Northern Ireland

Former Irish Labour Senator Máiría Cahill joins SDLP

mARIA CAHILL

Former Irish Labour Senator Máiría Cahill has joined the SDLP, the BBC has learned. She is to be co-opted as a councillor for the party in Lisburn and Castlereagh.

She described it as "natural move" as she shares many of the same values as the SDLP around social justice.

Ms Cahill will replace former councillor Christine Robb who recently stepped down.

"I don't think people will be shocked by this move" she said.

"I have worked very closely with the SDLP in west Belfast on community and social issues and have voted for the party there in the past."

It will be Ms Cahill's first move into politics in Northern Ireland having previously served as a senator for the Labour Party in the Republic of Ireland.

She did not seek re-election.

Image caption In 2014 Maíria Cahill waived her right to anonymity to speak to the BBC's Spotlight programme

'Regretted' joining RNU

She said she remains a proud member of Labour - the SDLP's sister party.

Ms Cahill was also once a member of Republican Network for Unity (RNU) - a group opposed to the Good Friday Agreement.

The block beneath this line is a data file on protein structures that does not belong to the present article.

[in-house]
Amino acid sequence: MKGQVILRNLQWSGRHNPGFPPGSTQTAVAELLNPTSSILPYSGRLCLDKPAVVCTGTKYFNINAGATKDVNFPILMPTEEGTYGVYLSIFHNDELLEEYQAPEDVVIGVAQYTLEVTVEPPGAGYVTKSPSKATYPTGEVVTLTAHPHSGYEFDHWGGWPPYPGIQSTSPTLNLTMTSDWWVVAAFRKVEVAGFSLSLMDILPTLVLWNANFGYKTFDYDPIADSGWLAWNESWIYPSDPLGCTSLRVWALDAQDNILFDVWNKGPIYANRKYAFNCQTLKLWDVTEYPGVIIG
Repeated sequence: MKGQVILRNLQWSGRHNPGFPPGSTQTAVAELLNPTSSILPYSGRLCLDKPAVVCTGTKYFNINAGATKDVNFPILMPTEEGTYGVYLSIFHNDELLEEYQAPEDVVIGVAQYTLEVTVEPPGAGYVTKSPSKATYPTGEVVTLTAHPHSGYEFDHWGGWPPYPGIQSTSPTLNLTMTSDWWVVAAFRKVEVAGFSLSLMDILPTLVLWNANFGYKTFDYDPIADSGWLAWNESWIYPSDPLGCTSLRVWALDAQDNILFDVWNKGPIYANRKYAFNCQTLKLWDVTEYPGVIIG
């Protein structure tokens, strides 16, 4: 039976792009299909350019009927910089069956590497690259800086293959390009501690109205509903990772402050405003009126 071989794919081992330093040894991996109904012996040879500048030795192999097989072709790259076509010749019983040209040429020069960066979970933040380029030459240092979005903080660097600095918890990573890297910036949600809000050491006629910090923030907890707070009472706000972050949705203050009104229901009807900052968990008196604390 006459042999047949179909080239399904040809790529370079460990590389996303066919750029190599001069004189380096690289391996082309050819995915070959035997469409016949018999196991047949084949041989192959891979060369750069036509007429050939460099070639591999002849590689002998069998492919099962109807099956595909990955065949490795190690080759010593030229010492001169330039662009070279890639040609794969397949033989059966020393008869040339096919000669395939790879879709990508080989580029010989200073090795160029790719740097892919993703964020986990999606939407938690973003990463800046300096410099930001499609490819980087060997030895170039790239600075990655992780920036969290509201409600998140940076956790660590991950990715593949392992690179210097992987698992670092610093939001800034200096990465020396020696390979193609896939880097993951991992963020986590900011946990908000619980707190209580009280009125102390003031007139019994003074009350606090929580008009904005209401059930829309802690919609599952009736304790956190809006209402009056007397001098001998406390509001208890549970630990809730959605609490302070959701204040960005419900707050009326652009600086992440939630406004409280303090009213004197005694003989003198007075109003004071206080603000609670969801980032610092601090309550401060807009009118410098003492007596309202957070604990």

But she later said she regretted joining that organisation.

Eight years ago she went public with claims republicans covered up her alleged rape by an IRA member.

She claimed the IRA forced her to confront her alleged rapist before forcing her into silence to protect the republican movement from her claims.

The IRA man she accused denied the allegation and Sinn Féin denied the cover up.

Unionist engagement

Ms Cahill said she was now looking forward to serving the people of Lisburn and Castlereagh and building on the good relations she has forged with unionists.

"I'm not going in as a nationalist councillor just to represent people from a nationalist tradition.

"I do want to reach out and believe very strongly in reconciliation and respect, they are not buzz words you throw out at election.

"I can do proper work on the ground and I hope people from the unionist community will see that as a positive step," she said.

She also revealed the SDLP's move to allow a conscience vote on abortion reform was one of the factors in her decision to join the party.

She is pro-choice but respects the rights of others to make their own decisions.

"I come from the tradition that I don't want to judge anyone without walking a mile in their shoes," she said.

Asked about ambitions to one day become an SDLP Assembly member at Stormont, she said: "I ruled that out in the past and I'm ruling that out now too."

She also revealed that she has yet to decide if she will contest the council elections next year.

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